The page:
If I want to solve a problem, one method I use is to write a blog post about it. This method has one major benefit. It allows me to procrastinate.

There’s something over there I should be doing, but for whatever reason I’m just not drawn to it. Why?

In this case, the thing over there is online study.

I’ve decided to set up a regime of online study, free wherever possible and paid for if warranted. I’ve already worked out the logistics – best spot for the new computer monitor so I have room to take notes, whether to take notes on A5, A4 or A3 sized paper (A3 won) and best time of day (mornings, of course). I’ve even taken an example for a test drive thanks to Deakin University Online.

This is a new way of studying for me, and it’s taking a bit of getting used to.

Clearly, I relied heavily on the externally imposed time frames and deadlines of formal training. Thankfully, I will be using that to my benefit for some online training, but that course doesn’t start until 6 July – a Graduate Certificate in Educational Studies through Swinburne Online. It won’t make me a teacher, but hopefully will be useful for a future as a tutor.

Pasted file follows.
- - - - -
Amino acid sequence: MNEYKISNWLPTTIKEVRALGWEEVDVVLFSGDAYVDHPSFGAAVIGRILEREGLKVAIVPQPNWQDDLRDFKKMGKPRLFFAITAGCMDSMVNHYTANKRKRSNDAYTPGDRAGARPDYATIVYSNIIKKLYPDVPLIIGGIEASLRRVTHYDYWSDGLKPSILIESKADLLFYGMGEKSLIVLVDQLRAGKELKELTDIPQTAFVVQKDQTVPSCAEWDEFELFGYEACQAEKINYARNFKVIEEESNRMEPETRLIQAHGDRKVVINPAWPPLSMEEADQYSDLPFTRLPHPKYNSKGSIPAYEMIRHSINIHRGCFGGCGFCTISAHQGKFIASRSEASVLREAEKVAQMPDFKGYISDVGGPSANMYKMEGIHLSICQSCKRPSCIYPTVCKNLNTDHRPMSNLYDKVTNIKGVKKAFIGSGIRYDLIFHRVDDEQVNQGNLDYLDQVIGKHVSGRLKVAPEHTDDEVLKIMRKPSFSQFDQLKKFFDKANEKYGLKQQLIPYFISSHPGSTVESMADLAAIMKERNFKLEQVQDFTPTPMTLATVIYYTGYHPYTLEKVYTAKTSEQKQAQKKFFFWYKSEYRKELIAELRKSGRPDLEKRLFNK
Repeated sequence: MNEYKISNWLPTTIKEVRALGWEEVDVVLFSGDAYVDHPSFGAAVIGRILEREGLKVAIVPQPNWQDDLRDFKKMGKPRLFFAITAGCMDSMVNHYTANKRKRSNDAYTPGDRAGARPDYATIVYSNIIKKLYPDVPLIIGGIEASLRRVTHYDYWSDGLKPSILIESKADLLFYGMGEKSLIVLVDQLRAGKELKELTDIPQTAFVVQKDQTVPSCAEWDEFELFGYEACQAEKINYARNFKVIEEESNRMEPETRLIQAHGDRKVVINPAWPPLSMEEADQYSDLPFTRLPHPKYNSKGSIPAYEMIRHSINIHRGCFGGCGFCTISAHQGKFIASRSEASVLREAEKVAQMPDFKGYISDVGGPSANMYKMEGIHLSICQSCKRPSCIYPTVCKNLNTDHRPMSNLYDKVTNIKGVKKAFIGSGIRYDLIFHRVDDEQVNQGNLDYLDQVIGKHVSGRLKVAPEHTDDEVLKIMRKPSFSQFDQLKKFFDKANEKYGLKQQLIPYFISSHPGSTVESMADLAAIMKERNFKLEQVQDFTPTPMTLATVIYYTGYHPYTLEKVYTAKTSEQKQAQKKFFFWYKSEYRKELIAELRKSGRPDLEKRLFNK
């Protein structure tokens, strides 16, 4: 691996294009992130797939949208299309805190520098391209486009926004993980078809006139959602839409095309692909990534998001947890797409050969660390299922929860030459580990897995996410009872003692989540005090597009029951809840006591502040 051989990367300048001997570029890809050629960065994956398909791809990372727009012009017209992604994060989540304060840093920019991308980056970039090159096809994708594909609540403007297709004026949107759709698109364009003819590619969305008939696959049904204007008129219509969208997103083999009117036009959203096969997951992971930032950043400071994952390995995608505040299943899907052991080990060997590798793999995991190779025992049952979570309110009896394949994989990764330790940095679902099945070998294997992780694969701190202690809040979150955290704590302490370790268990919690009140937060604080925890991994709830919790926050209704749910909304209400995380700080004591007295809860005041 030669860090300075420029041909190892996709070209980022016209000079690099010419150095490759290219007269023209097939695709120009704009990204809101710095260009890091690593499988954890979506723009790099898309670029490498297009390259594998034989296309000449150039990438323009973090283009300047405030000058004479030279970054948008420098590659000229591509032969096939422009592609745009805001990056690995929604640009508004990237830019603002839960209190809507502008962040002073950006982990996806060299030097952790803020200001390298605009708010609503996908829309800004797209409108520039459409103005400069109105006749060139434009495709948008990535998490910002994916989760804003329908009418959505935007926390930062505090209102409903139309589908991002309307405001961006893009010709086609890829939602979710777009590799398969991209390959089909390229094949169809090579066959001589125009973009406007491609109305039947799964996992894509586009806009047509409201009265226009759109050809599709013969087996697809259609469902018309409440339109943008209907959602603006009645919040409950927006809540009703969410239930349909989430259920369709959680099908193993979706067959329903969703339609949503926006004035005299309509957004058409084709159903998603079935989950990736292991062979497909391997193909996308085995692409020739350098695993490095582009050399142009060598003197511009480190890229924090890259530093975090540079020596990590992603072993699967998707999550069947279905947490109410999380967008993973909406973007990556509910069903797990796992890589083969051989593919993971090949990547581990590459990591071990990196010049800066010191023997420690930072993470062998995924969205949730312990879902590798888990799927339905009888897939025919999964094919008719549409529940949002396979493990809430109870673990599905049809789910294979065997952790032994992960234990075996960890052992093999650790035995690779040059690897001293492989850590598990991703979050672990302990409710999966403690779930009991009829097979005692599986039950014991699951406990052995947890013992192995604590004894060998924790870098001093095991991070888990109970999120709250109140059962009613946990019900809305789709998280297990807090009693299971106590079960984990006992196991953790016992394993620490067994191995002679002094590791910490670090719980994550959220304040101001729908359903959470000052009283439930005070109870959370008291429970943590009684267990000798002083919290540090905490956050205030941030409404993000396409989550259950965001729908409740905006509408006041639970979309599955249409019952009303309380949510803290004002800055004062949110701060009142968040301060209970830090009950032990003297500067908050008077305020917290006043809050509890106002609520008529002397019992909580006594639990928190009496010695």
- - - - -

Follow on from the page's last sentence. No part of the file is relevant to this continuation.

I was going to start another short course yesterday, but I looked at the weather report for the week ahead and decided it would be the only day I could work in the garden. It was a great day.

I was then going to start today, but have so far spent precious hours working on this and other drafts of possible blog posts; got a bit of momentum going and didn’t want to waste it. My bullet journal kindly suggests some other procrastination tasks: Cooking, cleaning, washing and ironing.

Starting anything is usually the hardest part. Once momentum comes into play, things get easier. I learnt years ago that a useful strategy is to set up everything and then not start. Sounds counter-intuitive, but it has worked time and time again. For example, I took a few moments while in the kitchen to set up ingredients and utensils ready for cooking. I’m now back at the laptop, but I know that it will be easier to do that next step in the kitchen with everything ready to go.

I even tried that last night for today’s online study. I set up the monitor on the table. But I realise now that I didn’t set up everything. Where’s the notepaper? Where’s the pen? The table hasn’t even been fully cleared.

That now done, I can get into the kitchen and do that cooking.


One response to “Procrastination”

  1. HigherTimesMentalHealth Avatar

    I like your concept of procrastinating in steps. I do it a lot with cooking. I’ll get started and set a timer on the stove and go back to my computer until the beeping starts and it is time to do the next step.

    Liked by 1 person

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